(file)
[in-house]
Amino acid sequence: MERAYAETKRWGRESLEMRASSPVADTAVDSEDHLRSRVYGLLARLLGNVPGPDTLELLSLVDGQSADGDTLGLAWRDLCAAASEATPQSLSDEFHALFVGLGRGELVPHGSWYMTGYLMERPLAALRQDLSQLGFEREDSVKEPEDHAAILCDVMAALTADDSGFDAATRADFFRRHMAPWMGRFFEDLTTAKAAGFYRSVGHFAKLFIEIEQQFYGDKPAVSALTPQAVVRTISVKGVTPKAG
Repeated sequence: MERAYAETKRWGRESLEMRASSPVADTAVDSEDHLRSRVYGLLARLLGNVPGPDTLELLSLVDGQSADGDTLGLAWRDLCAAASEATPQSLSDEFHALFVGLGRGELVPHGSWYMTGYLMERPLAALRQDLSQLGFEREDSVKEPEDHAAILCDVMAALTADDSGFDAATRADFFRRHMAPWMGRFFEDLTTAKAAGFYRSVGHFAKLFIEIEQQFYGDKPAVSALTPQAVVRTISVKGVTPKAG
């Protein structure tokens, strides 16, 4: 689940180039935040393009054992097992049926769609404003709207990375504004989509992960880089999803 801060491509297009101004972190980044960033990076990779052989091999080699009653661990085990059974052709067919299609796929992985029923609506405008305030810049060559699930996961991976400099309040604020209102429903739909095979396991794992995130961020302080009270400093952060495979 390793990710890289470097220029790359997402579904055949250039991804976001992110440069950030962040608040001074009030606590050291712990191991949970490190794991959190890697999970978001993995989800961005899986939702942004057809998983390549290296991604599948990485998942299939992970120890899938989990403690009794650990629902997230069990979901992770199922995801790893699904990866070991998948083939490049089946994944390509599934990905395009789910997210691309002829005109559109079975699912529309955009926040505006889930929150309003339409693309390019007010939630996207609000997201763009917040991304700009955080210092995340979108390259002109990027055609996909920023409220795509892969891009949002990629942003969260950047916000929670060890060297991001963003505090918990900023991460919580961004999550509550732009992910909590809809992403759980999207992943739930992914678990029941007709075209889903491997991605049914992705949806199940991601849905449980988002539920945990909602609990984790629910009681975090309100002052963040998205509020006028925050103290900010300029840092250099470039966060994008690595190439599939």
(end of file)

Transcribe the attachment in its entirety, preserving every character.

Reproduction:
[in-house]
Amino acid sequence: MERAYAETKRWGRESLEMRASSPVADTAVDSEDHLRSRVYGLLARLLGNVPGPDTLELLSLVDGQSADGDTLGLAWRDLCAAASEATPQSLSDEFHALFVGLGRGELVPHGSWYMTGYLMERPLAALRQDLSQLGFEREDSVKEPEDHAAILCDVMAALTADDSGFDAATRADFFRRHMAPWMGRFFEDLTTAKAAGFYRSVGHFAKLFIEIEQQFYGDKPAVSALTPQAVVRTISVKGVTPKAG
Repeated sequence: MERAYAETKRWGRESLEMRASSPVADTAVDSEDHLRSRVYGLLARLLGNVPGPDTLELLSLVDGQSADGDTLGLAWRDLCAAASEATPQSLSDEFHALFVGLGRGELVPHGSWYMTGYLMERPLAALRQDLSQLGFEREDSVKEPEDHAAILCDVMAALTADDSGFDAATRADFFRRHMAPWMGRFFEDLTTAKAAGFYRSVGHFAKLFIEIEQQFYGDKPAVSALTPQAVVRTISVKGVTPKAG
């Protein structure tokens, strides 16, 4: 689940180039935040393009054992097992049926769609404003709207990375504004989509992960880089999803 801060491509297009101004972190980044960033990076990779052989091999080699009653661990085990059974052709067919299609796929992985029923609506405008305030810049060559699930996961991976400099309040604020209102429903739909095979396991794992995130961020302080009270400093952060495979 390793990710890289470097220029790359997402579904055949250039991804976001992110440069950030962040608040001074009030606590050291712990191991949970490190794991959190890697999970978001993995989800961005899986939702942004057809998983390549290296991604599948990485998942299939992970120890899938989990403690009794650990629902997230069990979901992770199922995801790893699904990866070991998948083939490049089946994944390509599934990905395009789910997210691309002829005109559109079975699912529309955009926040505006889930929150309003339409693309390019007010939630996207609000997201763009917040991304700009955080210092995340979108390259002109990027055609996909920023409220795509892969891009949002990629942003969260950047916000929670060890060297991001963003505090918990900023991460919580961004999550509550732009992910909590809809992403759980999207992943739930992914678990029941007709075209889903491997991605049914992705949806199940991601849905449980988002539920945990909602609990984790629910009681975090309100002052963040998205509020006028925050103290900010300029840092250099470039966060994008690595190439599939």